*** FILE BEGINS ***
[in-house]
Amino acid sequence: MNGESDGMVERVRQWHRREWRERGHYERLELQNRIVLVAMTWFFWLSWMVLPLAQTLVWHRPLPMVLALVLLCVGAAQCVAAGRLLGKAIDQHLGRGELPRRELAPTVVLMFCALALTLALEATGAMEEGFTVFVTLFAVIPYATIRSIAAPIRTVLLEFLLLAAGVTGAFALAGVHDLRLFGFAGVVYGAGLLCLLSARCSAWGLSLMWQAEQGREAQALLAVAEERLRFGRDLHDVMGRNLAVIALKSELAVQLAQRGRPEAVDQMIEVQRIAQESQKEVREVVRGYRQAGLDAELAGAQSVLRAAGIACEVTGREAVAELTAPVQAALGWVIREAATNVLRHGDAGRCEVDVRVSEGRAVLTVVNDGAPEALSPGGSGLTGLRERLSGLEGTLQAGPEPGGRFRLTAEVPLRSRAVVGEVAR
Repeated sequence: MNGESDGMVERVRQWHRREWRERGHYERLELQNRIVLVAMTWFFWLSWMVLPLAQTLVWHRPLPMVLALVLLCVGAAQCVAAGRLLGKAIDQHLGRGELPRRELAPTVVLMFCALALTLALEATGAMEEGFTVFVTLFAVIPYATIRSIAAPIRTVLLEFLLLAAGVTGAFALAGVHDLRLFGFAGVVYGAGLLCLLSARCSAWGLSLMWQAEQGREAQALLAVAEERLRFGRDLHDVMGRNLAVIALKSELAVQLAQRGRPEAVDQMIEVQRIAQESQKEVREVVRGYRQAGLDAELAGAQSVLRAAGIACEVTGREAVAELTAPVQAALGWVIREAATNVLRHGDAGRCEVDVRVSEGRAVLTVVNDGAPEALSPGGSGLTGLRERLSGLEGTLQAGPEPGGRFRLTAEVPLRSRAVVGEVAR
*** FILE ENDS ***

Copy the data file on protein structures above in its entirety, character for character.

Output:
[in-house]
Amino acid sequence: MNGESDGMVERVRQWHRREWRERGHYERLELQNRIVLVAMTWFFWLSWMVLPLAQTLVWHRPLPMVLALVLLCVGAAQCVAAGRLLGKAIDQHLGRGELPRRELAPTVVLMFCALALTLALEATGAMEEGFTVFVTLFAVIPYATIRSIAAPIRTVLLEFLLLAAGVTGAFALAGVHDLRLFGFAGVVYGAGLLCLLSARCSAWGLSLMWQAEQGREAQALLAVAEERLRFGRDLHDVMGRNLAVIALKSELAVQLAQRGRPEAVDQMIEVQRIAQESQKEVREVVRGYRQAGLDAELAGAQSVLRAAGIACEVTGREAVAELTAPVQAALGWVIREAATNVLRHGDAGRCEVDVRVSEGRAVLTVVNDGAPEALSPGGSGLTGLRERLSGLEGTLQAGPEPGGRFRLTAEVPLRSRAVVGEVAR
Repeated sequence: MNGESDGMVERVRQWHRREWRERGHYERLELQNRIVLVAMTWFFWLSWMVLPLAQTLVWHRPLPMVLALVLLCVGAAQCVAAGRLLGKAIDQHLGRGELPRRELAPTVVLMFCALALTLALEATGAMEEGFTVFVTLFAVIPYATIRSIAAPIRTVLLEFLLLAAGVTGAFALAGVHDLRLFGFAGVVYGAGLLCLLSARCSAWGLSLMWQAEQGREAQALLAVAEERLRFGRDLHDVMGRNLAVIALKSELAVQLAQRGRPEAVDQMIEVQRIAQESQKEVREVVRGYRQAGLDAELAGAQSVLRAAGIACEVTGREAVAELTAPVQAALGWVIREAATNVLRHGDAGRCEVDVRVSEGRAVLTVVNDGAPEALSPGGSGLTGLRERLSGLEGTLQAGPEPGGRFRLTAEVPLRSRAVVGEVAR